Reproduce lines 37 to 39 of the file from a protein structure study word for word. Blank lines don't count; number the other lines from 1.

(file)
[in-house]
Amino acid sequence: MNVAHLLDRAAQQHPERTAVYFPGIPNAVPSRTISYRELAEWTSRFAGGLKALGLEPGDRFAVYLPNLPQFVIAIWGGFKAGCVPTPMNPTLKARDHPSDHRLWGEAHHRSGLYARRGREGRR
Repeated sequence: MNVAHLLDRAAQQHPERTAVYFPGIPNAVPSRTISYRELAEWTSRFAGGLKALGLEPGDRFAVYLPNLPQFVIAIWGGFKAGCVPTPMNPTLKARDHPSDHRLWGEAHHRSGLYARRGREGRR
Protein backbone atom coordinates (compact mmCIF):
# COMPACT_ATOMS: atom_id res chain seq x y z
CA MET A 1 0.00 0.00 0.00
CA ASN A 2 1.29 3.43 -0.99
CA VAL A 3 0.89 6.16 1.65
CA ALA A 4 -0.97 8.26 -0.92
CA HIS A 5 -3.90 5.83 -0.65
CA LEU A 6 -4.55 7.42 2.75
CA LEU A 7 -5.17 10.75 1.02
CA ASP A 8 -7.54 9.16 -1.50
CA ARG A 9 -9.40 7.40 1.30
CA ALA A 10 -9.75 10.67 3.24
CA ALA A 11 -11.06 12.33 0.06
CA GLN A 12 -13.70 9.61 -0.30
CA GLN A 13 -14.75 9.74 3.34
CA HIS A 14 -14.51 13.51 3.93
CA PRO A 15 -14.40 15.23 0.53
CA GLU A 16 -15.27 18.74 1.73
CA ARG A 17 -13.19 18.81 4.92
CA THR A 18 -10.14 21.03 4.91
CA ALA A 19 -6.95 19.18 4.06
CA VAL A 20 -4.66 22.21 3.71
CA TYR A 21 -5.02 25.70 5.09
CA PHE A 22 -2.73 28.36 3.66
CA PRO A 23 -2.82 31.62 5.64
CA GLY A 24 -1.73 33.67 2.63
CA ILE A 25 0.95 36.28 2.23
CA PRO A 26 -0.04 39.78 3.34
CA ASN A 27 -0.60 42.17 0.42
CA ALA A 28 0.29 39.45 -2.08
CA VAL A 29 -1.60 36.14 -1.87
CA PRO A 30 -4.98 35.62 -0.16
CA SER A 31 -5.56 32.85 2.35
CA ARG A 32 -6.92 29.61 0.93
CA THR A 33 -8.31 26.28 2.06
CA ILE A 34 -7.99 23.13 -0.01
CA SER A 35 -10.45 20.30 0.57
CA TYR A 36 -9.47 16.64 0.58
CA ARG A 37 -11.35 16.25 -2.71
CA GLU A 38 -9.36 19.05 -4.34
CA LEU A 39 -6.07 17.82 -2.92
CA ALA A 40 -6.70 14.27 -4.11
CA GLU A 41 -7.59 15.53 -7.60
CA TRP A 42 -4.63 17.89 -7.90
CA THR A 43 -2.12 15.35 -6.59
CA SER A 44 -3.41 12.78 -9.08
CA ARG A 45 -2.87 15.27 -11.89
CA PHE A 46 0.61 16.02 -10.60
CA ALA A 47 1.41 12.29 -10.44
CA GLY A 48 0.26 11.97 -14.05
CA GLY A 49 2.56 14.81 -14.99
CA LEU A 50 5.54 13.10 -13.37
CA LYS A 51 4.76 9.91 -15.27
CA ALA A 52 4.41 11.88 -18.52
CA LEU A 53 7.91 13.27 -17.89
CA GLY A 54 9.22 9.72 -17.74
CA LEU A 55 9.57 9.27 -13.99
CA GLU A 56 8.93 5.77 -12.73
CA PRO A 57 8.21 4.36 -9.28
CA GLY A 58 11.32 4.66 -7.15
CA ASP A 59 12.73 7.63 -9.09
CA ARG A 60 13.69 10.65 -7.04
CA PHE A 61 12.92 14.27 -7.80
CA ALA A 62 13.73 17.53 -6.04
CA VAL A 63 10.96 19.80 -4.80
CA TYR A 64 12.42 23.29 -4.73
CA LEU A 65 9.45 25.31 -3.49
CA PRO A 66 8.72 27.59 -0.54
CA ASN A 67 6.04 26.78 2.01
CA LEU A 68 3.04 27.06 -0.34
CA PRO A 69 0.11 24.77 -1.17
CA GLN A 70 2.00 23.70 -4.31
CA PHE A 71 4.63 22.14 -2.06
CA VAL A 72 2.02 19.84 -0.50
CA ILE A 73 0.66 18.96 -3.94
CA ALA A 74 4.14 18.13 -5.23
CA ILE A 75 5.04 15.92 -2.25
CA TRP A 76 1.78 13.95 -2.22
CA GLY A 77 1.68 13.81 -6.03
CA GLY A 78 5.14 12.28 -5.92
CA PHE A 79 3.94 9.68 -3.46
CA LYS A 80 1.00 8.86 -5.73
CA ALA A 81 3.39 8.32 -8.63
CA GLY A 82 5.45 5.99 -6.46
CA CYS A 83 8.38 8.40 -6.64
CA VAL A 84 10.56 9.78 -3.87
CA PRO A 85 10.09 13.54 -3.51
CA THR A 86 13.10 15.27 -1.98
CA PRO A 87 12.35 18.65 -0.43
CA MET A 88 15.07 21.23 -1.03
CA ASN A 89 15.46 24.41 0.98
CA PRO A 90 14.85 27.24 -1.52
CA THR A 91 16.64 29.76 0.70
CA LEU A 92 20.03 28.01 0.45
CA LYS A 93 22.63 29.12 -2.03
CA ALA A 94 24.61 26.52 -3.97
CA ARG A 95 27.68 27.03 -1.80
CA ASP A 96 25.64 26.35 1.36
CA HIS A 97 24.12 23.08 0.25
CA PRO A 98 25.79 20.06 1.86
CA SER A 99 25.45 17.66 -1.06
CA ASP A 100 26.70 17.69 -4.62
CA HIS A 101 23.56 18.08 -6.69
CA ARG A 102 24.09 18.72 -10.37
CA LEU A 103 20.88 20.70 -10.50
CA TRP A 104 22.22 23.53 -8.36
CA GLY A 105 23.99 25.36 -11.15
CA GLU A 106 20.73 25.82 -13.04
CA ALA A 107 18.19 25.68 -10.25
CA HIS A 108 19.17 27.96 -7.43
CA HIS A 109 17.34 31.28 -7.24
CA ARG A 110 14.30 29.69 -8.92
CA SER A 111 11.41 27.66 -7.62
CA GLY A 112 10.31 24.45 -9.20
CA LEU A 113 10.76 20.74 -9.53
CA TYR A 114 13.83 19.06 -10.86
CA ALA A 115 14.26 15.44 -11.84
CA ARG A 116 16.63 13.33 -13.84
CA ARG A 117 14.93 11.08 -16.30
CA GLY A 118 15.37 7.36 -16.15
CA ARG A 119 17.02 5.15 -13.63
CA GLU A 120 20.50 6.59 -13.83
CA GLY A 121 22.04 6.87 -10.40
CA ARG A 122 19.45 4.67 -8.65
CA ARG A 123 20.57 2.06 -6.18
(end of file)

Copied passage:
CA ARG A 32 -6.92 29.61 0.93
CA THR A 33 -8.31 26.28 2.06
CA ILE A 34 -7.99 23.13 -0.01